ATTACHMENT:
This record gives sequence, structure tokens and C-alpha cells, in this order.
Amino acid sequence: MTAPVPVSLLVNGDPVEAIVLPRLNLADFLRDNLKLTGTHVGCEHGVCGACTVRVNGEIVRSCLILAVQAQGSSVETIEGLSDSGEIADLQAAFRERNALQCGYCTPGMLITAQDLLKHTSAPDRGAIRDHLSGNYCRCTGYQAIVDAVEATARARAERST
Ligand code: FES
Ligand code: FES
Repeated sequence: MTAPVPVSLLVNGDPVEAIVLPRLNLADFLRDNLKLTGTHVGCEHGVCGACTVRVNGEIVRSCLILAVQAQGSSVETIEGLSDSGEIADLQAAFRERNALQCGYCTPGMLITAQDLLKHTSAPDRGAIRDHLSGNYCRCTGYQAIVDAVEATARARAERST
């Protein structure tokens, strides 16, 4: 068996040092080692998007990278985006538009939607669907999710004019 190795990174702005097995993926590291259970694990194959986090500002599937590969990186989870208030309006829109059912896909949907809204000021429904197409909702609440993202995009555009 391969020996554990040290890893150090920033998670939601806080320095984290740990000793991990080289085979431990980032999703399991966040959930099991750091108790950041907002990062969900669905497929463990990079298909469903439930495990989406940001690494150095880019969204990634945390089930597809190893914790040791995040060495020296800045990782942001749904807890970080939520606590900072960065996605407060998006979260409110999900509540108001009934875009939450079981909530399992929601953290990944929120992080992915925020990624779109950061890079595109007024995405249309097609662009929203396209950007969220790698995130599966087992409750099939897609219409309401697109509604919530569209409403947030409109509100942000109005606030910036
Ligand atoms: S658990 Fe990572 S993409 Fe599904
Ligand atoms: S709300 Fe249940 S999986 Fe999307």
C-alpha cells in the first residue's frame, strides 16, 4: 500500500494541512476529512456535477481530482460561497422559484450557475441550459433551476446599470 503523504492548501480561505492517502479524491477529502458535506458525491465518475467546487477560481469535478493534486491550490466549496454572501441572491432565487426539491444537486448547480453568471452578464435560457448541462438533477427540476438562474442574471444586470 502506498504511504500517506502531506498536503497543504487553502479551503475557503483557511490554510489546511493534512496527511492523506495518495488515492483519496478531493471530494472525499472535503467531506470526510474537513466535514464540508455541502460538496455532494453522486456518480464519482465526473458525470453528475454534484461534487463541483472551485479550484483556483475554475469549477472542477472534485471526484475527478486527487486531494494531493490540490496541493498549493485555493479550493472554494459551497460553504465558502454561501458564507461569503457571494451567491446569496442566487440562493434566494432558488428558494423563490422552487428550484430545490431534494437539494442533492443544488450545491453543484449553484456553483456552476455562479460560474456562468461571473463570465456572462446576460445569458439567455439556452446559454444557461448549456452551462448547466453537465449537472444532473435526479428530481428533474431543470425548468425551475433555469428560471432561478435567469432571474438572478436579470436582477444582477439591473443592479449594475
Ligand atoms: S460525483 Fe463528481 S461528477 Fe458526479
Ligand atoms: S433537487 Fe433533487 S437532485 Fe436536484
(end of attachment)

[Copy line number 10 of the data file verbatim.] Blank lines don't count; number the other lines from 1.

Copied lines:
Ligand atoms: S460525483 Fe463528481 S461528477 Fe458526479